May 8, 2023 Group Watch: AL House Passes Bill to Protect Overtime Pay from State Income Tax

The Alabama House of Representatives has unanimously passed a bill to exempt overtime pay from the state income tax, an idea lawmakers praised as innovative. The bill’s sponsor said it would help employees by allowing them to keep more of what they earn. The bill says earnings received by a full-time hourly employee for work performed in excess of 40 hours in a week does not count as gross income for purposes of the state income tax, which carries a 5 percent rate. The bill says the exemption will expire after three years unless the legislature extends it. That will provide a chance to evaluate the impact of the exemption since the idea has not been tried before. The fiscal note from the Legislative Services Agency estimates that the bill would reduce revenue to the Education Trust Fund by $45 million a year.

May 8, 2023 Group Watch: Tuskegee University, Alabama Exporters Earn Awards

Governor Kay Ivey recognized six Alabama companies with 2023 Governor’s Trade Excellence Awards for success in selling their goods and services in markets across the globe, helping to sustain robust export activities that create jobs and spark economic growth across the state. She also recognized Tuskegee University, presenting the institution with a Governor’s Trade Excellence Award for extraordinary results in its international initiatives that include partnerships with dozens of overseas universities and hosting students from more than 20 countries in recent years. The recipients of this year’s Governor’s Trade Excellence Awards represent a broad swath of activities within the state’s economy, ranging from aerospace/defense, industrial consultancy, food production, forestry, automotive manufacturing and medical devices.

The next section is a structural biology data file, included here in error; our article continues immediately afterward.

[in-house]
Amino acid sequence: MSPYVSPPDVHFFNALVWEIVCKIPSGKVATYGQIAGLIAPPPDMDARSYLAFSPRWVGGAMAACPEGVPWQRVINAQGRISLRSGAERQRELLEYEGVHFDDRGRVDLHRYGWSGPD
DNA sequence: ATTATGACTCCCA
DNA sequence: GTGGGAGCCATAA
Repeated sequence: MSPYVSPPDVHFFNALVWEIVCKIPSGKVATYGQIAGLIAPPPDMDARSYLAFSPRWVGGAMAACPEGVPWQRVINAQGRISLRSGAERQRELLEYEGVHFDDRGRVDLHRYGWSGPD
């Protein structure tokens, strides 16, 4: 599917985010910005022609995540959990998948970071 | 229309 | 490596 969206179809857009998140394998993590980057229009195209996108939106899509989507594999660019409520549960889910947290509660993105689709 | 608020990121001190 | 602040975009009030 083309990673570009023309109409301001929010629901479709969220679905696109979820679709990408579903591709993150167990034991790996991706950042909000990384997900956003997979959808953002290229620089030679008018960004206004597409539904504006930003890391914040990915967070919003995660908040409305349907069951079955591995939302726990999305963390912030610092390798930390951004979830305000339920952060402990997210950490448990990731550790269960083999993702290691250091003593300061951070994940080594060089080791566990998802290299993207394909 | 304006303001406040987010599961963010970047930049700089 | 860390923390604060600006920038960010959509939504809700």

May 1, 2023 Group Watch: News & Views from the State House

Several big bills moved through the legislature this week, including a record-sized General Fund Budget. The $3 billion budget unanimously passed the House and includes a modest pay raise for state employees.

The Senate was also in full agreement on a bill last week. All 35 Alabama senators signed on as co-sponsors to support legislation that will cut Alabama’s taxes on groceries by 50 percent this year, with a plan to eventually reach zero taxes on food and other basic grocery items. 

Read more on these topics and other #alpolitics happenings below.

The House and Senate will reconvene on
Tuesday, May 2 at 1 p.m. and 2 p.m. respectively.

May 1, 2023 Group Watch: Tweet of the Week

April 28